Last night, in conjunction with June’s month-long Blue Note Jazz Festival, afrobeat vanguard Fela Kuti’s youngest son Seun Kuti performed at Highline Ballroom backed by Egypt 80, which is comprised primarily of his father’s original band. Starting promptly at 9pm, with DJ Rich Medina spinning a wild assortment of old soul and world beat dance records, Seun Kuti and Egypt 80 were introduced by the ensemble’s piano player who led the band on lead vocals for the first number. Kuti emerged after the song, looking visually anomalous from the rest of the group in an outfit made up entirely of green and brown digitized camo print. In between tracks, Seun would take long, drawn-out pauses to talk about politics, President Obama and issues surrounding international equal rights. He introduced the dynamic and restless tempo of Higher Consciousness, saying, “I believe this is the answer to social justice,” before announcing the song title.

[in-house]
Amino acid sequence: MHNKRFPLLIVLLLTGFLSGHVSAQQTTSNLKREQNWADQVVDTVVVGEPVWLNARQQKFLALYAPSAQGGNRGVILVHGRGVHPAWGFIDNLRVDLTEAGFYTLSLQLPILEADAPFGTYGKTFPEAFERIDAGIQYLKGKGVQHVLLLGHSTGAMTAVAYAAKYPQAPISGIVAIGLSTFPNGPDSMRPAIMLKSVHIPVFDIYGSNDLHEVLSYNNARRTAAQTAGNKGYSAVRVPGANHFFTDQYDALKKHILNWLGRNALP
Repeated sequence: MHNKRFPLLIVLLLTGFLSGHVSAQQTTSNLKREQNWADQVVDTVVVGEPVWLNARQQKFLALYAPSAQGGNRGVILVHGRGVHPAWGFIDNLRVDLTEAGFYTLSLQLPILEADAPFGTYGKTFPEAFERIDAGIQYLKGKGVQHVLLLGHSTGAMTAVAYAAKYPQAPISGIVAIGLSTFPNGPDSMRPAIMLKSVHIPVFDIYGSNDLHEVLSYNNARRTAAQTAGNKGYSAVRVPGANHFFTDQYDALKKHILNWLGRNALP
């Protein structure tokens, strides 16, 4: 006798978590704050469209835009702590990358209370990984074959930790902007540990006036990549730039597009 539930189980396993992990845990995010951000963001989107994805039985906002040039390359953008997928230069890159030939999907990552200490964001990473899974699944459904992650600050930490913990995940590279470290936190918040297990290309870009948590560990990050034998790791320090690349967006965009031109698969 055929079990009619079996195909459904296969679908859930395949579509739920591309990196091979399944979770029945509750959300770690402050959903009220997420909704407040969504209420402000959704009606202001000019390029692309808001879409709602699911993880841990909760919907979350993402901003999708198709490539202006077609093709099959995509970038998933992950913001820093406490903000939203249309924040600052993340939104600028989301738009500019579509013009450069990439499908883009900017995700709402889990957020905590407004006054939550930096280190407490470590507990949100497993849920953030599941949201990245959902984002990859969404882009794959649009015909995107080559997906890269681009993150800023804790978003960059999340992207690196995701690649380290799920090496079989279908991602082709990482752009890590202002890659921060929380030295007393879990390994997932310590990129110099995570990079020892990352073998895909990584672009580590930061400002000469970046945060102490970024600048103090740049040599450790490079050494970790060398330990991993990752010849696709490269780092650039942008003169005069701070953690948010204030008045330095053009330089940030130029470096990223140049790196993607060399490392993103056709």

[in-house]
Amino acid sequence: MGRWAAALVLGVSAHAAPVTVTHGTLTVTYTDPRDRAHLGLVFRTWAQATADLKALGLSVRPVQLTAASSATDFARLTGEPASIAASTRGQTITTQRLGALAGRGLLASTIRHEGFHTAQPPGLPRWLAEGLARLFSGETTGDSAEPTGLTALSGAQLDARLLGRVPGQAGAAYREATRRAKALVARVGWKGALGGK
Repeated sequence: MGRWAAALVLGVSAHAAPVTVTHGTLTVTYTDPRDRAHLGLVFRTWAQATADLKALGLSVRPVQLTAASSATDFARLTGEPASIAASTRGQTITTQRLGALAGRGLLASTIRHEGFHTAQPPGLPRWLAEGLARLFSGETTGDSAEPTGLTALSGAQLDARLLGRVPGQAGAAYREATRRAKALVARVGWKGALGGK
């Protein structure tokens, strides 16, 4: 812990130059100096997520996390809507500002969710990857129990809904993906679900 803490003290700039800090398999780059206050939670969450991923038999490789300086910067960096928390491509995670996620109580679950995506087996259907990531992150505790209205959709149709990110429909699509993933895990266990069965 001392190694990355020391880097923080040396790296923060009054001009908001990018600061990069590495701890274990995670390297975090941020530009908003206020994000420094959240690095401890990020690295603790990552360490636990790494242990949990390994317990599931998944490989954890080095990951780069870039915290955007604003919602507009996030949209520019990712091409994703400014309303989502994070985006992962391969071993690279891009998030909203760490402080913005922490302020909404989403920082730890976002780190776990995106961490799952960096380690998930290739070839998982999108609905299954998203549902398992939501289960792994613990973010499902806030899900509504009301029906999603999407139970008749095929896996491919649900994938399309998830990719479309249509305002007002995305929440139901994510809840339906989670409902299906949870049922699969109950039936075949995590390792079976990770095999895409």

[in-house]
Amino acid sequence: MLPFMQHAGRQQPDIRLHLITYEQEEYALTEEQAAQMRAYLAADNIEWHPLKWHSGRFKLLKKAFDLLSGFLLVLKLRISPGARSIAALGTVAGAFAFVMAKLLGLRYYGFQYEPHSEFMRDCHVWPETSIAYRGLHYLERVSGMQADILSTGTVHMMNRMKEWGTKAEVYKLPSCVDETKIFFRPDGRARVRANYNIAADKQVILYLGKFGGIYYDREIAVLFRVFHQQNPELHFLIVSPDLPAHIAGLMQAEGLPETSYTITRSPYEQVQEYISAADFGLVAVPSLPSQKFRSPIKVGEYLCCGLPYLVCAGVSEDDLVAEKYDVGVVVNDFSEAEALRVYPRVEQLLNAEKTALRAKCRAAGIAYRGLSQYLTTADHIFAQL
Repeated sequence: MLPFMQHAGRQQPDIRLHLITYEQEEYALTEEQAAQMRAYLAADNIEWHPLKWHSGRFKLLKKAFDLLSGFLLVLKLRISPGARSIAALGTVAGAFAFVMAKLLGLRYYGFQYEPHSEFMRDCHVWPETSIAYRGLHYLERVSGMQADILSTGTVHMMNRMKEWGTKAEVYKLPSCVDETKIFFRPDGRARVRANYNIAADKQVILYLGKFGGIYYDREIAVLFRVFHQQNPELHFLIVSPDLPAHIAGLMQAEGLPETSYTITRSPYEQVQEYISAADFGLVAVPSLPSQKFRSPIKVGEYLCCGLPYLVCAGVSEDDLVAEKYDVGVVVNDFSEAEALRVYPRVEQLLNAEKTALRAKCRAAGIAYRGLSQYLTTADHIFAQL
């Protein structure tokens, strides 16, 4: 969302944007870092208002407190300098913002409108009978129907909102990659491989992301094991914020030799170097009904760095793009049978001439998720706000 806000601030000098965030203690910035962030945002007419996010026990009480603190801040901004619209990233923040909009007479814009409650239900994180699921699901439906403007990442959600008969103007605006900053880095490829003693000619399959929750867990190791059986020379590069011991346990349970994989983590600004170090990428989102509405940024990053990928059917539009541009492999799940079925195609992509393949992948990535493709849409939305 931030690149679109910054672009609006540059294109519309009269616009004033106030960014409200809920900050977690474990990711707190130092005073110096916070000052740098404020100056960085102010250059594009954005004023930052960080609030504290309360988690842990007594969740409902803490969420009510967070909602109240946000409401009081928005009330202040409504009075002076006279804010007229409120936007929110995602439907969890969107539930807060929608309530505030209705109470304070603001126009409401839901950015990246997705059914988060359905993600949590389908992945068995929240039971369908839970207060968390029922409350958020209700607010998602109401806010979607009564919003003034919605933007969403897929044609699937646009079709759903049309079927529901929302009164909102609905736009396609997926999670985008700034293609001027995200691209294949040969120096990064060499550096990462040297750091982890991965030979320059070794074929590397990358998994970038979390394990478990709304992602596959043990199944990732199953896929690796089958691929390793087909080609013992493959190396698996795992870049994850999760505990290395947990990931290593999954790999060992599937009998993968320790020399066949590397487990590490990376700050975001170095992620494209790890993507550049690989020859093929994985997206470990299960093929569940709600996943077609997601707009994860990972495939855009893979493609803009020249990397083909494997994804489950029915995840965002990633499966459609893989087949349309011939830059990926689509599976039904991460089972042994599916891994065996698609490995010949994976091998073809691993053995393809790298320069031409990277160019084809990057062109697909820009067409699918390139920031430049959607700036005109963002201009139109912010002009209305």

Seun Kuti and Egypt 80 brought the heat, most of the performers working up a sweat just a few tracks in. With Kuti trading off between vibrant alto saxophone melodies and heavy-handed vocal hooks with two female backup vocalists. The group performed tracks from their most recent album, A Long Way To The Beginning (Knitting Factory Records), like the crass earworm IMF, the blaring syncopation of African Airwaves and the politically affirming protest song Black Woman. In one instance, Kuti invited a guest musician on stage, the savvy, jazz-informed pianist Robert Glasper. Glasper diverged from the gritty, aggravated tonality of the band’s dominant afrobeat inclinations, introducing wistful and starry-eyed elements of hazy melodies over the beautiful pandemonium. Kuti spent every possible instant free of musical responsibilities gyrating and trembling with a serious sense of urgency, feeding off the energy emanating from the stage full of musicians. Upon leaving at the end of their set, Seun Kuti and Egypt 80 approached the crowd, gifting the stimulated audience with toothy smiles and sweaty fist bumps.
 
Photos Angel Eugenio Fraden.